SEC Pay Ratio Rule
Floating Share Widget
Under the Dodd-Frank Wall Street Reform and Consumer Protection Act of 2010, the Securities and Exchange Commission developed regulations requiring public companies to report the ratio of CEO pay to median employee pay. The regulations were adopted in 2015, and most companies will be required to report their pay ratio for the first time beginning in the spring of 2018.
While the SEC pay ratio rule was meant to expose excessive executive compensation and give shareholders a way to assess pay disparities, it is a flawed measure that unfairly singles out industries like retail that have high percentages of part-time, seasonal and entry-level employees.
Why it matters to retailers
NRF believes the retail industry’s high reliance on part-time and seasonal workers will distort retailers’ pay ratios.
The SEC’s guidelines require that pay be computed and reported for all employees on an annualized basis rather than for the hourly rate they are paid, even when employees work on a part-time basis. For retail, the median wage will appear artificially low because the industry employs nearly twice as many short-term, seasonal, part-time and young workers as other industries. Retail’s high percentage of entry level workers will also skew the numbers. These factors will contribute to making the CEO-to-worker pay ratios appear artificially high.
NRF advocates for a fair pay ratio rule
NRF conducted research that shows the SEC methodology is seriously flawed. Failing to adjust for the large number of part-time and seasonal workers inflates retail’s ratios by an estimated 31 percent over typical employers. NRF bases this figure on calculations across the industry comparing median earnings of all retail employees with a more realistic comparison that factors out part-time workers.
The SEC rule distorts the true picture of retail jobs and retail pay and reveals significant flaws and gaps in government data on the industry.
- Part-time workers are critical to the retail business model. Consumer demand shifts daily, weekly and seasonally, which makes it almost impossible for retailers to serve their customers with a workforce made up of full-time associates.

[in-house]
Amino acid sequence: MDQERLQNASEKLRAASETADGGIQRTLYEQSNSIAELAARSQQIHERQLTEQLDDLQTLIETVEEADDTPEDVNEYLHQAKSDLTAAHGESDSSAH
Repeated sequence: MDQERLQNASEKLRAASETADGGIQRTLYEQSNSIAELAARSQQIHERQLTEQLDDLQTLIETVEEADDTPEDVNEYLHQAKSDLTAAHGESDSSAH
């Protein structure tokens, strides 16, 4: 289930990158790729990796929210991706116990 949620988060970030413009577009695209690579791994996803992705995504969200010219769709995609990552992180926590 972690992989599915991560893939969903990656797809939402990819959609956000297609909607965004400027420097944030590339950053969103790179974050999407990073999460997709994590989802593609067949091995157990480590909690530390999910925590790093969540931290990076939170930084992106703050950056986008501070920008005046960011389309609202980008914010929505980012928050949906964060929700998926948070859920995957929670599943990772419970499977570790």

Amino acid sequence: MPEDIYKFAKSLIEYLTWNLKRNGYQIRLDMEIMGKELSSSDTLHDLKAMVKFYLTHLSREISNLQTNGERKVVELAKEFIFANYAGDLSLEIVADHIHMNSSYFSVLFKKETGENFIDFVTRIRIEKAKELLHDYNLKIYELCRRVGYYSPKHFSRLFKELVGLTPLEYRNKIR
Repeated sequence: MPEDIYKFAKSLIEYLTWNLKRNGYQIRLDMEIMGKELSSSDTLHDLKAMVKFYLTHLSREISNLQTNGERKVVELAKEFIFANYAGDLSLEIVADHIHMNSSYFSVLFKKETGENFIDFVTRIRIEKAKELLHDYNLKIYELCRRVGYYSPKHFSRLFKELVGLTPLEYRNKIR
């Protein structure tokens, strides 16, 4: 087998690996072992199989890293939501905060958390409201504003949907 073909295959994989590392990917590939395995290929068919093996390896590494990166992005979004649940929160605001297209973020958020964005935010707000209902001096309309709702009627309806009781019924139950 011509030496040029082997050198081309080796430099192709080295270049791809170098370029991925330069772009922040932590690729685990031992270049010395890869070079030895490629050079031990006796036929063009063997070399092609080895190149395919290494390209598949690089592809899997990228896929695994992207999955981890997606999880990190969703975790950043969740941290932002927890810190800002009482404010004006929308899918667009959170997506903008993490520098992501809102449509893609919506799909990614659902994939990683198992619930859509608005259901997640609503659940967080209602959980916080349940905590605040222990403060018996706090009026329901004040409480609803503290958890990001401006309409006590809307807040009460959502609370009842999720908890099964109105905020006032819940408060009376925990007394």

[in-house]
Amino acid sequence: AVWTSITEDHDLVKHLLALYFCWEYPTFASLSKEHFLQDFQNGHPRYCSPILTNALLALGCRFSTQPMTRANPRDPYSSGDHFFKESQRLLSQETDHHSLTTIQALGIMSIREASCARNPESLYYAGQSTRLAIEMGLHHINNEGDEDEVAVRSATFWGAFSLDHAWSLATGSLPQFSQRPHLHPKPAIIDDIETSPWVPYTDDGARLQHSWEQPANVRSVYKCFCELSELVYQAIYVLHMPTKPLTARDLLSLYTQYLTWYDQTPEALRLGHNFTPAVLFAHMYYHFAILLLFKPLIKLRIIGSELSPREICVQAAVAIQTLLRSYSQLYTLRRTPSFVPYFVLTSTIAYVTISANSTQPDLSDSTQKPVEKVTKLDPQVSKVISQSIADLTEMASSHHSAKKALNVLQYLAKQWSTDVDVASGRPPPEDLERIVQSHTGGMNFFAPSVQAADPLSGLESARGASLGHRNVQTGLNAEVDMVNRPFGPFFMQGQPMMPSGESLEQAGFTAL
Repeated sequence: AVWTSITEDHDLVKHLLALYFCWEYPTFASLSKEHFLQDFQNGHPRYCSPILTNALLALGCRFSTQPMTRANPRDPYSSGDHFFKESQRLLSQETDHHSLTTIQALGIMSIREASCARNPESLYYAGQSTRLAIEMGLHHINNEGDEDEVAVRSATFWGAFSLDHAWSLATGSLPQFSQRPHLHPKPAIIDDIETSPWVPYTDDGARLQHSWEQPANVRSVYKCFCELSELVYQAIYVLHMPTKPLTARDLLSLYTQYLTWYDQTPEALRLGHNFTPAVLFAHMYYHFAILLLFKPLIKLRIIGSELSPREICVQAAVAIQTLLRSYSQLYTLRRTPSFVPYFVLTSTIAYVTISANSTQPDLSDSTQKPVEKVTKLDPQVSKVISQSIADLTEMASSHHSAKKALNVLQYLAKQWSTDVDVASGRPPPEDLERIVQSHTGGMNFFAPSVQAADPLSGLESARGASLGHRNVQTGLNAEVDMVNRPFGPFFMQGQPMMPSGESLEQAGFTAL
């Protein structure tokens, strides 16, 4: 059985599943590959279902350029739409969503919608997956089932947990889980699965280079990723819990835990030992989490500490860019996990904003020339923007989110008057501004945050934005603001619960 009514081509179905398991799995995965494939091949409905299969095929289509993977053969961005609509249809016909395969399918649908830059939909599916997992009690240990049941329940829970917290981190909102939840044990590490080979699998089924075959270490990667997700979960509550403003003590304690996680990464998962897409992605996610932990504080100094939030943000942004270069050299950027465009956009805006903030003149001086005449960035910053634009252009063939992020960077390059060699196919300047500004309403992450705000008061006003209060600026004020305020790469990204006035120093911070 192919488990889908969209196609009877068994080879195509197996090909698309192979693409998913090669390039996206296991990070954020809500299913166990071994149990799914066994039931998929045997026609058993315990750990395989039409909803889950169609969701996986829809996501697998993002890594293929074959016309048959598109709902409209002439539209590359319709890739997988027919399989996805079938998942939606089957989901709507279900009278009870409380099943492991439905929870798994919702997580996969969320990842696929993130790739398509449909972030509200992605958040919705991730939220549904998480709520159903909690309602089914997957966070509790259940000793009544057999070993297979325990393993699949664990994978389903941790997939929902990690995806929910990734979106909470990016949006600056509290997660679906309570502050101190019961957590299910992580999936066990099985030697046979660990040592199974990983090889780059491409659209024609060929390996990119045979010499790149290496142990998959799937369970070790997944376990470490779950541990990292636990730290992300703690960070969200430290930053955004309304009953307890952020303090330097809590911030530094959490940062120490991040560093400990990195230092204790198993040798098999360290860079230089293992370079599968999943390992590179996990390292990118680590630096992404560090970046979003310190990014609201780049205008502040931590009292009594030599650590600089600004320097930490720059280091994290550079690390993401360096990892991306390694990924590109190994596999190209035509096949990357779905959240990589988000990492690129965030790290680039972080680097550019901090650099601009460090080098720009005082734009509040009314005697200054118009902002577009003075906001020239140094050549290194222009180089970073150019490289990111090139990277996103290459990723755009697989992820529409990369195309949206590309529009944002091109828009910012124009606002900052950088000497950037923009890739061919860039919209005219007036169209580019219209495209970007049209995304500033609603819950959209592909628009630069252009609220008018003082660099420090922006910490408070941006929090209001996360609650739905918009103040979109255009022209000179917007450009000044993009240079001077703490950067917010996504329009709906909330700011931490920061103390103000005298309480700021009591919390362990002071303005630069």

- Overall, about 30 percent of retail workers are classified as part-time. Retail employs 18 percent of all part-time workers in the United States and 23 percent of working teenagers — the most common type of part-time worker.
- Part-time employment offers a flexible choice to millions of Americans across the country and the opportunity to make money and build skills. Most part-time employees (75 percent) are part-time by choice; they may be in school, have another full-time job or be a primary caregiver.
- Part-time wages are also not equivalent to full-time wages due to differences in experience and skill.
NRF believes the CEO pay ratio as calculated under the SEC rule fails to achieve its intended goal. Rather than identifying companies with high disparities between CEO and worker pay, the rule will merely highlight companies with higher proportions of part-time and temporary workers.
While the SEC pay ratio rule is likely to create a false impression of low pay and unhappy workers in the retail industry, research shows that is not the case. Retail offers good jobs, dynamic careers and competitive pay.
- Retail employees like their jobs: 78 percent of retail store employees say they are satisfied with their current job, and 79 percent say they are “happy working in retail.”
- Most employees see professional success: 60 percent of current retail store employees have been promoted, and 85 percent have earned a raise.
- Retail is an industry that supports career growth: 62 percent of retail store managers say they reached their current position by “moving up the ranks” in the industry, for example starting as a store associate or server.
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